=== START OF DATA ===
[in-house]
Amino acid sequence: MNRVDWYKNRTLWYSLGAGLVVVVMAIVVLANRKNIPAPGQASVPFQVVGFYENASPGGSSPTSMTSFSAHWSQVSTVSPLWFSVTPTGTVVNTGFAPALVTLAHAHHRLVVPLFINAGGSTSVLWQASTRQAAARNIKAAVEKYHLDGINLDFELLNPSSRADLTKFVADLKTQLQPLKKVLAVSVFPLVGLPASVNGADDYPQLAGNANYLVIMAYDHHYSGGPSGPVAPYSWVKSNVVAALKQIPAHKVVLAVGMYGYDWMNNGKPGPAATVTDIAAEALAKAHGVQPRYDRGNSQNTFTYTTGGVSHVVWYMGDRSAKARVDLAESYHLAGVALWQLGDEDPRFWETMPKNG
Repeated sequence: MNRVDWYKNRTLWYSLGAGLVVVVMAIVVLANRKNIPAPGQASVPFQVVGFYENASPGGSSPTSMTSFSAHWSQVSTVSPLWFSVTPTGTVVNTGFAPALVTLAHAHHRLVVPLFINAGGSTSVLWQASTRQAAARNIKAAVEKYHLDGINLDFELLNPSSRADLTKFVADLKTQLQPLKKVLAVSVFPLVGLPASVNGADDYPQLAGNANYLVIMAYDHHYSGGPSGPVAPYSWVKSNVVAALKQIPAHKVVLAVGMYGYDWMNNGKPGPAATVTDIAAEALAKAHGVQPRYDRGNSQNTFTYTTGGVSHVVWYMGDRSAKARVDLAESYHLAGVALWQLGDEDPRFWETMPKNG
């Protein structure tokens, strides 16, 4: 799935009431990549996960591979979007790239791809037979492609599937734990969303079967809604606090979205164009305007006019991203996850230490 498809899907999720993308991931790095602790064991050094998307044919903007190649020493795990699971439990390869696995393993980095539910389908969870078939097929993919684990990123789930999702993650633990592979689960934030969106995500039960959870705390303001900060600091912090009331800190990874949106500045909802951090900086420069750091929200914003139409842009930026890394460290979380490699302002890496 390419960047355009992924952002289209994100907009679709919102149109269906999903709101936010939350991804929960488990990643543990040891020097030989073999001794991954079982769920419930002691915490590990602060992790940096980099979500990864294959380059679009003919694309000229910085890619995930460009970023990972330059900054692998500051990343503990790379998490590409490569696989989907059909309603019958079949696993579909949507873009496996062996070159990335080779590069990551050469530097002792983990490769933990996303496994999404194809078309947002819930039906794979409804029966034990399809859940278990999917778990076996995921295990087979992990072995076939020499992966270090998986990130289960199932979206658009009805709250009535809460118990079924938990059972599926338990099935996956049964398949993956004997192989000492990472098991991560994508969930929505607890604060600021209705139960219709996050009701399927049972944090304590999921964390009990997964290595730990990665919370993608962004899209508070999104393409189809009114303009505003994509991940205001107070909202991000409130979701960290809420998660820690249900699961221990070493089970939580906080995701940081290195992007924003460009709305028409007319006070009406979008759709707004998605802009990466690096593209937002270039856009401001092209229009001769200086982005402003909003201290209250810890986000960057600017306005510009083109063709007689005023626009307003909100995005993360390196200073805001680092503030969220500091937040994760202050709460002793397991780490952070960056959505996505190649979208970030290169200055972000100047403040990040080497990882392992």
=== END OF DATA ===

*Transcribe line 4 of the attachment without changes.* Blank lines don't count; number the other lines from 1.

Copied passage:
């Protein structure tokens, strides 16, 4: 799935009431990549996960591979979007790239791809037979492609599937734990969303079967809604606090979205164009305007006019991203996850230490 498809899907999720993308991931790095602790064991050094998307044919903007190649020493795990699971439990390869696995393993980095539910389908969870078939097929993919684990990123789930999702993650633990592979689960934030969106995500039960959870705390303001900060600091912090009331800190990874949106500045909802951090900086420069750091929200914003139409842009930026890394460290979380490699302002890496 390419960047355009992924952002289209994100907009679709919102149109269906999903709101936010939350991804929960488990990643543990040891020097030989073999001794991954079982769920419930002691915490590990602060992790940096980099979500990864294959380059679009003919694309000229910085890619995930460009970023990972330059900054692998500051990343503990790379998490590409490569696989989907059909309603019958079949696993579909949507873009496996062996070159990335080779590069990551050469530097002792983990490769933990996303496994999404194809078309947002819930039906794979409804029966034990399809859940278990999917778990076996995921295990087979992990072995076939020499992966270090998986990130289960199932979206658009009805709250009535809460118990079924938990059972599926338990099935996956049964398949993956004997192989000492990472098991991560994508969930929505607890604060600021209705139960219709996050009701399927049972944090304590999921964390009990997964290595730990990665919370993608962004899209508070999104393409189809009114303009505003994509991940205001107070909202991000409130979701960290809420998660820690249900699961221990070493089970939580906080995701940081290195992007924003460009709305028409007319006070009406979008759709707004998605802009990466690096593209937002270039856009401001092209229009001769200086982005402003909003201290209250810890986000960057600017306005510009083109063709007689005023626009307003909100995005993360390196200073805001680092503030969220500091937040994760202050709460002793397991780490952070960056959505996505190649979208970030290169200055972000100047403040990040080497990882392992």